Congratulations to the graduates!
A 252-year tradition.
A 252-year tradition.
Last week I had the opportunity to strap on skates and take a few minutes for a spin around the ice on the Dartmouth Green. Like last year, Dartmouth set up a small temporary ice rink, with free rentals and hot chocolate, to encourage the Dartmouth and surrounding community to ’embrace winter’. The weather has been cold, and the ice smooth. Here, President Hanlon and I take a few laps.
A lovely outing in late-fall conditions.
Today I went out with a friend for a short hike in the hills on the eastern side of Hanover. It was a warm afternoon, but we were surprised to see an inch of fresh snow on the leaf-covered forest floor, with melting snow dripping from the fir trees overhead. It rained hard here last night – down along the Connecticut River – but only a few hundred feet higher it had apparently snowed.
It was nonetheless a lovely hike through the forest along a set of trails managed by the Hanover Conservancy, culminating in a series of rocky overlooks on the ledges of the ridge that extends south from Moose Mountain.
We wore bright-orange vests, because this weekend is the first big weekend of deer season, and we could frequently hear the report of rifle shots in the valley to the east. The sight of snow – as much as an inch of heavy, wet snow in some areas – reminds me of how quickly winter is coming.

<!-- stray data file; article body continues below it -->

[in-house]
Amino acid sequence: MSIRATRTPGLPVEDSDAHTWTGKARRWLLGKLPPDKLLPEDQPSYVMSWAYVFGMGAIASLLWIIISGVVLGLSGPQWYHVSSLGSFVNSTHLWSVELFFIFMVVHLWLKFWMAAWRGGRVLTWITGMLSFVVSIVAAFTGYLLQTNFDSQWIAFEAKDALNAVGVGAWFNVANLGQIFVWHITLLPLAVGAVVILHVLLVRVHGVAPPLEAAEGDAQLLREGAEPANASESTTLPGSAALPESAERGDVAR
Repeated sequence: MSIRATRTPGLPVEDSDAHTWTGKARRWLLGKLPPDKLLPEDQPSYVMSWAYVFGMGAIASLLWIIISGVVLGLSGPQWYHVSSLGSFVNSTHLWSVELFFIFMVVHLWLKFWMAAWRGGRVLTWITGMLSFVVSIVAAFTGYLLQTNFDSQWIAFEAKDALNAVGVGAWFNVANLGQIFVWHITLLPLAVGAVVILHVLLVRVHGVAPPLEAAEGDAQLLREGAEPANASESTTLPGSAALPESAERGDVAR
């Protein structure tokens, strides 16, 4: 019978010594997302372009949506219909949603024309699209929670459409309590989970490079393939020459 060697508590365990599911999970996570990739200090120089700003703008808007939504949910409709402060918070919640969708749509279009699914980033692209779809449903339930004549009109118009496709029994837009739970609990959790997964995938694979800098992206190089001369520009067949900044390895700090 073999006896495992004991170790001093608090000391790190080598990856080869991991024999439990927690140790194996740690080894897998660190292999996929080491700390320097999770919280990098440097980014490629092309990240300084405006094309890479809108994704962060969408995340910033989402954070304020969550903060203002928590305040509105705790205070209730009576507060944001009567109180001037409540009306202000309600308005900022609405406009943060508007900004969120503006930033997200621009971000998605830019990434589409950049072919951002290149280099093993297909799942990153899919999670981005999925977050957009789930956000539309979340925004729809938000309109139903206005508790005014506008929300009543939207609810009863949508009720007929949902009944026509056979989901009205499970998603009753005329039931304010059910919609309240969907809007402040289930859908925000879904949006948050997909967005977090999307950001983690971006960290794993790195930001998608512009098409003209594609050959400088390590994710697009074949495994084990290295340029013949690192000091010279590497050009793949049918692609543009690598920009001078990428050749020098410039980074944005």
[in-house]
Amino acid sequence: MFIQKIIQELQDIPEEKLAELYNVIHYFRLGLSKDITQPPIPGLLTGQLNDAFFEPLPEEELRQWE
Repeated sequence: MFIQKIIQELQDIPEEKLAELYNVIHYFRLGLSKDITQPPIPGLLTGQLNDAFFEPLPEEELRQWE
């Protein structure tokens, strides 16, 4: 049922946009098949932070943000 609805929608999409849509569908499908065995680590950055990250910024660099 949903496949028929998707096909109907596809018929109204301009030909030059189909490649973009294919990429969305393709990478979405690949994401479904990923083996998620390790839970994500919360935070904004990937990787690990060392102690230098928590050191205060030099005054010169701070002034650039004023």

Map: see red route below. (The green route refers to my prior visit)
My outing for today was to re-visit Balch Hill, a bald round-topped hill in the middle of Hanover. I’d been there only once before, when the kids and I followed the mysterious Valley Quest instructions to find a hidden quest box near the summit. Today, a blustery and gray November day, I was the only person on the hill, it seemed. The lone maple tree that proudly guards the hill-top meadow seemed silent in its leafless state, awaiting a proper blanket of snow. Although I ascended by the Maple Trail (1.0 mile from car to summit) I found a map and decided to loop down via the Hemlock Trail and some residential streets. The summit kiosk mentioned a huge old oak tree to be seen along that path, and how they’d left in place the massive branch that “lost its battle with gravity”.
Indeed, the trail now passes under the natural arch formed by this decaying branch, adding a little novelty to today’s walk in the woods.
’tis the season.
I happened to be walking along the Green in Hanover at the moment when Dartmouth was raising its annual Christmas tree. This year’s tree was selected from a tree farm in Wallingford, VT. Soon it will be decorated with lights and adding cheer to this quiet campus!
The event was also covered by the Valley News.